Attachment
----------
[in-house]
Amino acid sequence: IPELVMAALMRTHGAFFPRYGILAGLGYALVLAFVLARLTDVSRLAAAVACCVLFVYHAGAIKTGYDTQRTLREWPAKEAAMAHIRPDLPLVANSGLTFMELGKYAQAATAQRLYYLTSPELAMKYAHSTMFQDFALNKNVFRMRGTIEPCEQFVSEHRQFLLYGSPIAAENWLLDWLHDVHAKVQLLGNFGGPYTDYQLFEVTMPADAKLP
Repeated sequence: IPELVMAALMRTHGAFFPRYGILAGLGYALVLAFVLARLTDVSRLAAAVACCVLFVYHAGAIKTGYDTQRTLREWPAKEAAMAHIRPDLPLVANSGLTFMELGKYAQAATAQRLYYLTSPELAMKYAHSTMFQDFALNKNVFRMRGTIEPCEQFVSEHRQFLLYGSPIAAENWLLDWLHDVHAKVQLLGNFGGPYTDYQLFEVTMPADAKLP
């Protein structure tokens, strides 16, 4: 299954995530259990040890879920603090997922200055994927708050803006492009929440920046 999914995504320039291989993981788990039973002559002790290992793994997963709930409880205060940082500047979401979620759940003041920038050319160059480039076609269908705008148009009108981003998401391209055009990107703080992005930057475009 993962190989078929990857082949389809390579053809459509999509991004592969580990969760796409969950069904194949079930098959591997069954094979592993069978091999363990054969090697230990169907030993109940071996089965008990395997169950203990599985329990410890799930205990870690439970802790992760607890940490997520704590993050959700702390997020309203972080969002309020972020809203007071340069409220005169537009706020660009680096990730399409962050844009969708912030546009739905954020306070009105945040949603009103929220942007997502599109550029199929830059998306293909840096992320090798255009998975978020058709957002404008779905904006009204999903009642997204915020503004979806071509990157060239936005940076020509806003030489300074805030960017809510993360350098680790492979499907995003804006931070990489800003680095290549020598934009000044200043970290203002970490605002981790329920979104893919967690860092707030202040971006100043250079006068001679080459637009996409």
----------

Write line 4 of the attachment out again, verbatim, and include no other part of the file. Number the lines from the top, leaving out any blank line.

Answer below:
């Protein structure tokens, strides 16, 4: 299954995530259990040890879920603090997922200055994927708050803006492009929440920046 999914995504320039291989993981788990039973002559002790290992793994997963709930409880205060940082500047979401979620759940003041920038050319160059480039076609269908705008148009009108981003998401391209055009990107703080992005930057475009 993962190989078929990857082949389809390579053809459509999509991004592969580990969760796409969950069904194949079930098959591997069954094979592993069978091999363990054969090697230990169907030993109940071996089965008990395997169950203990599985329990410890799930205990870690439970802790992760607890940490997520704590993050959700702390997020309203972080969002309020972020809203007071340069409220005169537009706020660009680096990730399409962050844009969708912030546009739905954020306070009105945040949603009103929220942007997502599109550029199929830059998306293909840096992320090798255009998975978020058709957002404008779905904006009204999903009642997204915020503004979806071509990157060239936005940076020509806003030489300074805030960017809510993360350098680790492979499907995003804006931070990489800003680095290549020598934009000044200043970290203002970490605002981790329920979104893919967690860092707030202040971006100043250079006068001679080459637009996409």